- Oil Field Business and Local Poverty: An oil business in Uganda escaped paying over $400 million dollars in taxes, which exceeds the nation’s annual health budget. At the same time, one in three people in Uganda lives on $1.25 a day. Hospitals in the same area near the oil field the company operates lack basic resources and services to treat the sick.
These are only three examples of the crimes carried out in the shadows. No doubt others will surface in the coming weeks, as more and more of the details of the Panama Papers, which SZ has not yet fully released, come into the light.
Professor of Law, Shima Baradaran Baughman warns that what Mossack Fonseca really teaches us is just how vulnerable we are to global networks able to mobilize funds for heinous purposes. In her article, Baughman explains that each terror attack, every act of violence, has a price. The price tag of the Sept. 11 terrorist attacks was $500,000. Within national borders, local authorities target and dismantle crime syndicates, it’s time we do the same at the international level. Baughman cites that “ISIS makes $1 million to $2 million a day in oil production” and “has obtained over $100 million in ransoms from kidnapping and collects ‘taxes’ from the 6 million people it has gained control over.” Other experts, such as Luis Moreno Ocampo, the first Prosecutor of the International Criminal Court, have made similar calls for more attention on the financing of terror networks and international criminals.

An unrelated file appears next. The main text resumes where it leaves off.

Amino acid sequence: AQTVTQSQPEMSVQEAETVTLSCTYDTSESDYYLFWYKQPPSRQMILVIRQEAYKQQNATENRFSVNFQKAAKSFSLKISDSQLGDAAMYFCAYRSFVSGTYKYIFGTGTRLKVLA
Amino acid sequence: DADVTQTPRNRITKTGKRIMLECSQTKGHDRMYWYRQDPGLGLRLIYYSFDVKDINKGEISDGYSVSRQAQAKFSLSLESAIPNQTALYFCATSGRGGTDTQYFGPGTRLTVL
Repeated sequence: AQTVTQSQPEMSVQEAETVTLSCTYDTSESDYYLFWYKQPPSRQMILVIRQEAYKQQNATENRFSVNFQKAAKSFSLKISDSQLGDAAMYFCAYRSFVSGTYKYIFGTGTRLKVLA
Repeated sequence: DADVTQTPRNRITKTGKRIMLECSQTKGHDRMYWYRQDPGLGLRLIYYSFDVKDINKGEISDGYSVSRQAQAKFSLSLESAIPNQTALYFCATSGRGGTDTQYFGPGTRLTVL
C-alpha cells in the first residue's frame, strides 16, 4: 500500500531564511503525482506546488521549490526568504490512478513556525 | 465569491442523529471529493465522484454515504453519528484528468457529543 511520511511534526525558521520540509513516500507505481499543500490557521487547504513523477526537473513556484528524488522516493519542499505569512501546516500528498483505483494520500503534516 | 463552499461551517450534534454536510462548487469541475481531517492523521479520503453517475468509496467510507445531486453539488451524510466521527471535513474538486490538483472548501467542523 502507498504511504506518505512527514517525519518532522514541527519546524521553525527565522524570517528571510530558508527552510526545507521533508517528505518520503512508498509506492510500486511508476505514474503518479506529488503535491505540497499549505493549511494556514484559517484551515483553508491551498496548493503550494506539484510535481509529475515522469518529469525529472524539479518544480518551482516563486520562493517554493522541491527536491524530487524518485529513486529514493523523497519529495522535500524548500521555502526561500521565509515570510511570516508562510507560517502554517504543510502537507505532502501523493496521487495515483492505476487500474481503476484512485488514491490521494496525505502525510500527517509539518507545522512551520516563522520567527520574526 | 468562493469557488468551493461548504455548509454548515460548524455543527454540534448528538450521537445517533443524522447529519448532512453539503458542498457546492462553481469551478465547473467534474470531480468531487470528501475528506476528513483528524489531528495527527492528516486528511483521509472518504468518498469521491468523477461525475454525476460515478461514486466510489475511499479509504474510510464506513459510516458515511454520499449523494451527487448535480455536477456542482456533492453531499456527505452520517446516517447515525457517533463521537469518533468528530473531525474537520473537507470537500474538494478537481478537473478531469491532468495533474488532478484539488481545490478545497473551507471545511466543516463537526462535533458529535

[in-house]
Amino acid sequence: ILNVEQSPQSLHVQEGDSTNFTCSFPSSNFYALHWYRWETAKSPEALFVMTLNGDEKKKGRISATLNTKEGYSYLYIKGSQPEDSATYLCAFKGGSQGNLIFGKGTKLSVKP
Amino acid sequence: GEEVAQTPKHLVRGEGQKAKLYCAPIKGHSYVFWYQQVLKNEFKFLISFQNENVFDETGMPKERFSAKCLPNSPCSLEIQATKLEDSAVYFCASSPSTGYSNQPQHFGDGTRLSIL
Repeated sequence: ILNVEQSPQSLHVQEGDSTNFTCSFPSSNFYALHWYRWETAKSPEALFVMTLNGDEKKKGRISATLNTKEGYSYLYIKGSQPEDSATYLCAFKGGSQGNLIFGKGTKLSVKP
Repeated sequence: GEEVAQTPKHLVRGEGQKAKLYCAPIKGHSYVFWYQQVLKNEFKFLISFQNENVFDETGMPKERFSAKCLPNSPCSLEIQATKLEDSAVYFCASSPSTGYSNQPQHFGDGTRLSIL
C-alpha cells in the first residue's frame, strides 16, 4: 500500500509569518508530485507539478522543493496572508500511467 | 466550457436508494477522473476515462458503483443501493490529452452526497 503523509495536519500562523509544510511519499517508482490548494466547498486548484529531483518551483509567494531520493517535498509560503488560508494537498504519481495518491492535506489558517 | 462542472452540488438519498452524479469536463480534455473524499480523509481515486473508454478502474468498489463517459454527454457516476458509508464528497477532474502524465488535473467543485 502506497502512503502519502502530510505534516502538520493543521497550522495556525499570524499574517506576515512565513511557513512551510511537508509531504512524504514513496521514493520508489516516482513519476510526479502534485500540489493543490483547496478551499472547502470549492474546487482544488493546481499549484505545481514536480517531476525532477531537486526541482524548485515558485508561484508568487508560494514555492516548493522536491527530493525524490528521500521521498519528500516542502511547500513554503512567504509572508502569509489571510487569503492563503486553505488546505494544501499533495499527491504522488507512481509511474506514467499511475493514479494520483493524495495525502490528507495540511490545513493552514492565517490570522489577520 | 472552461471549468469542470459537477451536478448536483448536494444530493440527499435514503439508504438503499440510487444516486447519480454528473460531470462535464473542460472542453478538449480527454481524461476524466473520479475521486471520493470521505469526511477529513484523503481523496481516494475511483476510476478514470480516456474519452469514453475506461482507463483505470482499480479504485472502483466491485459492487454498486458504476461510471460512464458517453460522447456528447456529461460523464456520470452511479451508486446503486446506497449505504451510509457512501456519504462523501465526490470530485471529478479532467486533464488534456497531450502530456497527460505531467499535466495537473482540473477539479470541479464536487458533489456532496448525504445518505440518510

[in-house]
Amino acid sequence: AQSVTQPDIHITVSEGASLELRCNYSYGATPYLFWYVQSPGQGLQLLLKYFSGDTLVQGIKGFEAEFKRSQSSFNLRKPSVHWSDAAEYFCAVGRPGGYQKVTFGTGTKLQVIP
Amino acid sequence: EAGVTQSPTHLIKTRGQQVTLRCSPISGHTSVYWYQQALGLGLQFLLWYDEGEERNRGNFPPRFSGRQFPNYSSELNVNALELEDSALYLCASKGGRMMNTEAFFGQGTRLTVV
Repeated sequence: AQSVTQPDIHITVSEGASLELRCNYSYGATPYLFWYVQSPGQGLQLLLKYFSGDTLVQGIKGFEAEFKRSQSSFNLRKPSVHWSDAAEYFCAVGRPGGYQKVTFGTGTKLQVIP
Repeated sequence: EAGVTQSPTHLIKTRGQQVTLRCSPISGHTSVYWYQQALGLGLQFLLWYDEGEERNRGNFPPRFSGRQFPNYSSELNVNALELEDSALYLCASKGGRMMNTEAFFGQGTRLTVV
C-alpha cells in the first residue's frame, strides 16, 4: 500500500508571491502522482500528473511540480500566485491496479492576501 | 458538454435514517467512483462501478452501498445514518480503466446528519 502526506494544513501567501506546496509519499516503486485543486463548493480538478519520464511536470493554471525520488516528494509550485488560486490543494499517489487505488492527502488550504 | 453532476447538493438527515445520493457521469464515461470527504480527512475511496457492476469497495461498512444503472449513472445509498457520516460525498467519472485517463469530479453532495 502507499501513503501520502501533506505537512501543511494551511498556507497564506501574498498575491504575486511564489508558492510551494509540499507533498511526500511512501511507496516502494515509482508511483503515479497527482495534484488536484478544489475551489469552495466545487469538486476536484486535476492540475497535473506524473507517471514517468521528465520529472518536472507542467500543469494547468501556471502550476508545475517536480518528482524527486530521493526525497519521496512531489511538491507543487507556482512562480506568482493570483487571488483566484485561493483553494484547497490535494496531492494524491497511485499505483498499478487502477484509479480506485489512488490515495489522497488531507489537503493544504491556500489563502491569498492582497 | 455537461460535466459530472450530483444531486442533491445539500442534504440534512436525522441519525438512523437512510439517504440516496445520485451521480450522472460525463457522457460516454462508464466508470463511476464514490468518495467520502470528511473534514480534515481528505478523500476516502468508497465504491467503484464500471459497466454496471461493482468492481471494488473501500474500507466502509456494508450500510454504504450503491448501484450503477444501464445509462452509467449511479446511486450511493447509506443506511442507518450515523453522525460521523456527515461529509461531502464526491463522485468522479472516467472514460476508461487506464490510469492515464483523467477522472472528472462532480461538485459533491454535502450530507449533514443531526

On 8 April, United Nations Independent Expert on foreign debt and human rights, Juan Pablo Bohoslavsky, stated:
The “Panama Papers” underscore the need to make public disclosure of beneficial ownership information legally binding in all countries. States must put an end to such harmful banking secrecy, for which there is no meaningful justification. We need to move to a global system of automatic exchange of tax information which ensures that developing countries can benefit from it on an equal footing. Financial institutions and intermediaries facilitating tax evasion, corruption or other criminal activities must be also held to account.
However, such a task requires cooperation at the global level. Individual countries must pass legislation to end secrecy and the world of shadows for the sake of the millions of innocent victims of corruption and greed around the world. These victims should really be the beneficiaries of global trade, development, and information exchange in the first place. It is shameful this information was kept secret from the world; now all we can do is learn from each case, so as to tailor both legislation and policy in order to prevent these crimes and shady business from happening again.